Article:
Google has become the latest new gTLD registry with a string live in the DNS root.
Its .みんな — Japanese for “everyone” — was delegated by ICANN last night. The URL nic.みんな resolves already to charlestonroadregistry.com, the name of Google’s registry subsidiary.
Google plans to operate it as an open, unrestricted namespace, aimed at Japanese-speaking registrants.
It’s the fifth internationalized domain name to go live and one of only three IDN applications from Google.
Google has 96 more active new gTLD applications, 57 of which are contested.
The new gTLD program’s Trademark Clearinghouse has almost 15,000 trademarks registered, according to a spokesperson.
We’re told today that there’s an average of about two labels for each registered mark, and that about half of all the marks have been registered for multiple years.
The TMCH offers registrations for one, three or five years.
Trademarks in non-Latin scripts currently account for just 3% (so roughly 450) of the registrations, which may be a cause for concern given that IDNs gTLDs will be many of the first to launch Sunrise periods.
A lot of people have noticed since the first four new gTLDs were delegated yesterday that Google’s Chrome browser doesn’t seem to handle internationalized domain names.
In fact it does, but if you’re an English-speaking user you’ll probably need to make a few small configuration changes, which should take less than a minute, to make it work.
As far as the DNS is concerned, these are the same URLs. They’re just displayed differently by Chrome, depending on your browser’s display languages settings.
If you want to see the Cyrillic version in your address bar, simply:
- Go to the Chrome Settings menu via the toolbar menu or by typing chrome://settings into the address bar.
- Click the “Language and input settings” button. It’s in the Advanced options bit, which may be hidden at first. Scroll all the way down to unhide.
- Click the Add button to add the languages you want to support in the address bar.
Right now, you can see all three active IDN gTLDs in their intended scripts by adding Arabic, Chinese (Simplified Han) and Russian. As gTLDs in other scripts are added, you’ll need to add those too.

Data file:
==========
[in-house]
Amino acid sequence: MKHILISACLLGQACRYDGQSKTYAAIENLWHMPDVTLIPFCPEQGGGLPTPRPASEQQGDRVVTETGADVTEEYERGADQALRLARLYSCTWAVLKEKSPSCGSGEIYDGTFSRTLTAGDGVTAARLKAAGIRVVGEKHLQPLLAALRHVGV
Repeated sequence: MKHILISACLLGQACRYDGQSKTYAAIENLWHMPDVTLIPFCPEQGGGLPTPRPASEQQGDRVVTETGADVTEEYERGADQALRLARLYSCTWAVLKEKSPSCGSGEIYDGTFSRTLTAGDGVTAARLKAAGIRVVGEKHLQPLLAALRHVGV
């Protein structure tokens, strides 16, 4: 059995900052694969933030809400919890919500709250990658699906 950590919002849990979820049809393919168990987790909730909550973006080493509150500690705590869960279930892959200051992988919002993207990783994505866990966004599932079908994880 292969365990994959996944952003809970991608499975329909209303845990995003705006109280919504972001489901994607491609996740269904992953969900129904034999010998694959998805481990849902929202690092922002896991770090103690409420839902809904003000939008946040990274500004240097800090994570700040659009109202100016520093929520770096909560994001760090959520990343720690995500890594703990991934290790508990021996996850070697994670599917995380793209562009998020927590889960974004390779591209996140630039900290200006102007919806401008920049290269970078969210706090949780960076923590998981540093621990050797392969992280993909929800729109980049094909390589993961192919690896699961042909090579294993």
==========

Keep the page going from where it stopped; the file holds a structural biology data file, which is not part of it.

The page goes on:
Thanks to DNS jack o’ all trades Jothan Frakes for telling me how to do this.
The eagle-eyed regular DI reader will have noticed earlier today that I published an article claiming the first new gTLD had already gone live. Not only that, it already had a resolving web site!
That was dead wrong. The story lasted about a minute before I yanked it.
I won’t go into all the details, but suffice it to say that the confusion arose because I don’t read a word of Arabic.
I don’t read a character of Arabic either. I don’t even know where one character ends and the next begins. Or, given the way the script functions, where one begins and the next ends.
So I thought today would be an excellent time to launch Let’s Learn IDNs!, an irregular series of posts in which I, with a significant amount of help from new gTLD registries, attempt to explain IDN strings.
I’m guessing there are a large number of readers out there whose eyes, like mine, glaze over whenever they see an IDN.
We can’t tell one Chinese (or Arabic, Cyrillic, Hebrew…) TLD from another, but it would probably make our professional lives a fair bit easier if we could.
Let’s Learn IDNs! will therefore contain just enough information to help DI’s largely Latin-script-using readers recognize an IDN when they see one.
I’m not going to attempt to teach anyone Greek, but hopefully you’ll be able to come away from the series with a better chance of telling the difference between .新闻 and .八卦.
Which is obviously hugely, hugely important.
(That’s DI’s first joke in Chinese. Thanks.)
The first post, coming later today or tomorrow, will focus on TLD Registry’s .中文网 (“.chinesewebsite”).
If you’re an IDN gTLD registry and I’ve not reached out to you already, feel free to get in touch to find out how to get a Let’s Learn IDNs! post for your own string.
Domain Forum, the Bulgarian new gTLDs conference, will run for a third time on November 1 in Sofia.
The one-day event, which will be free to attend and conducted in English, will have a focus this year on Cyrillic internationalized domain names, according to organizers.
Much of the agenda has yet to be finalized but confirmed speakers include consultant Stephane Van Gelder, Blacknight CEO Michele Neylon and Afilias business development director Francesco Cetraro.
Organizer UNINET also hopes to have an ICANN VP keynoting.
Domain Forum will take place at the National Palace of Culture in central Sofia.